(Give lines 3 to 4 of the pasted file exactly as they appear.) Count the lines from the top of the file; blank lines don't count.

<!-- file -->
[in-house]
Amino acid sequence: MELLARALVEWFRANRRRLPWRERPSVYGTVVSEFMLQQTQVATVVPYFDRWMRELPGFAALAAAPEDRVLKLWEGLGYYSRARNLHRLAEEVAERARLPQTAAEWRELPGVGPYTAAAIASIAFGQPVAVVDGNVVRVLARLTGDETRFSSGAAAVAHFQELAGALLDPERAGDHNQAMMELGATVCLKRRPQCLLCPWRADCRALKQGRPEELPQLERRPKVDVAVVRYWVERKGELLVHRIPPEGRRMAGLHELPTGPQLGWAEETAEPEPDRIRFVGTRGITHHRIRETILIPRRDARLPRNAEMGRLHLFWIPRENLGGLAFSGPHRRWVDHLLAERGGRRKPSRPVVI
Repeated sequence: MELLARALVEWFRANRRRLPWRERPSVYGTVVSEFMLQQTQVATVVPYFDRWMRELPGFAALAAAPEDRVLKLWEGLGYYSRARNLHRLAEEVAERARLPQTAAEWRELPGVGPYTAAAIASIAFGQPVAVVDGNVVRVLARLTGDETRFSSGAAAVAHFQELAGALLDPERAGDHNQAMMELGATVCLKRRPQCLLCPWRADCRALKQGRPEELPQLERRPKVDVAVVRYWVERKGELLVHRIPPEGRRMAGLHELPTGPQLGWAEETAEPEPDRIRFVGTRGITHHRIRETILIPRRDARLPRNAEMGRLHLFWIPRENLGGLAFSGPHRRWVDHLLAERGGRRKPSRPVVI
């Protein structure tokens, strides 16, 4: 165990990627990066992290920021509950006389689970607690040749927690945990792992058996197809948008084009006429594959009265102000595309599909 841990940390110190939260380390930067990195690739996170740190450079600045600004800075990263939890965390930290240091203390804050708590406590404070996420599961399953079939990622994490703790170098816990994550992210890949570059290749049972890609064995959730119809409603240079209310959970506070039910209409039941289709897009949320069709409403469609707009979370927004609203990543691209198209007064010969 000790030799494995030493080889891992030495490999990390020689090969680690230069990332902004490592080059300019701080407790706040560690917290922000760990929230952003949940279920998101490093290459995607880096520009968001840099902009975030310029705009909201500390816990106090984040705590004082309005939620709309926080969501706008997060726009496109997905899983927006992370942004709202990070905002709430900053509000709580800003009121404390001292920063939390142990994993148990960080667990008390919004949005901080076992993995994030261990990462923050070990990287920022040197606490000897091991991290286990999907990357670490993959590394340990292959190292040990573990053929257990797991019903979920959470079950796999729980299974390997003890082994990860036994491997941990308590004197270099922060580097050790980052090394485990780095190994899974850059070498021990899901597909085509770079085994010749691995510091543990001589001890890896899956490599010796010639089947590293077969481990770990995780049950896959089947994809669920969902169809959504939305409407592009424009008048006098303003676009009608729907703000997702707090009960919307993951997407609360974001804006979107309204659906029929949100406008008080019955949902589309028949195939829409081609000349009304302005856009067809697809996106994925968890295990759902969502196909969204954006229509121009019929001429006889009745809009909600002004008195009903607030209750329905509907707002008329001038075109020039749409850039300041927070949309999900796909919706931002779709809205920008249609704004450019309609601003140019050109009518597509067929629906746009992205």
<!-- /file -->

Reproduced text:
Repeated sequence: MELLARALVEWFRANRRRLPWRERPSVYGTVVSEFMLQQTQVATVVPYFDRWMRELPGFAALAAAPEDRVLKLWEGLGYYSRARNLHRLAEEVAERARLPQTAAEWRELPGVGPYTAAAIASIAFGQPVAVVDGNVVRVLARLTGDETRFSSGAAAVAHFQELAGALLDPERAGDHNQAMMELGATVCLKRRPQCLLCPWRADCRALKQGRPEELPQLERRPKVDVAVVRYWVERKGELLVHRIPPEGRRMAGLHELPTGPQLGWAEETAEPEPDRIRFVGTRGITHHRIRETILIPRRDARLPRNAEMGRLHLFWIPRENLGGLAFSGPHRRWVDHLLAERGGRRKPSRPVVI
């Protein structure tokens, strides 16, 4: 165990990627990066992290920021509950006389689970607690040749927690945990792992058996197809948008084009006429594959009265102000595309599909 841990940390110190939260380390930067990195690739996170740190450079600045600004800075990263939890965390930290240091203390804050708590406590404070996420599961399953079939990622994490703790170098816990994550992210890949570059290749049972890609064995959730119809409603240079209310959970506070039910209409039941289709897009949320069709409403469609707009979370927004609203990543691209198209007064010969 000790030799494995030493080889891992030495490999990390020689090969680690230069990332902004490592080059300019701080407790706040560690917290922000760990929230952003949940279920998101490093290459995607880096520009968001840099902009975030310029705009909201500390816990106090984040705590004082309005939620709309926080969501706008997060726009496109997905899983927006992370942004709202990070905002709430900053509000709580800003009121404390001292920063939390142990994993148990960080667990008390919004949005901080076992993995994030261990990462923050070990990287920022040197606490000897091991991290286990999907990357670490993959590394340990292959190292040990573990053929257990797991019903979920959470079950796999729980299974390997003890082994990860036994491997941990308590004197270099922060580097050790980052090394485990780095190994899974850059070498021990899901597909085509770079085994010749691995510091543990001589001890890896899956490599010796010639089947590293077969481990770990995780049950896959089947994809669920969902169809959504939305409407592009424009008048006098303003676009009608729907703000997702707090009960919307993951997407609360974001804006979107309204659906029929949100406008008080019955949902589309028949195939829409081609000349009304302005856009067809697809996106994925968890295990759902969502196909969204954006229509121009019929001429006889009745809009909600002004008195009903607030209750329905509907707002008329001038075109020039749409850039300041927070949309999900796909919706931002779709809205920008249609704004450019309609601003140019050109009518597509067929629906746009992205």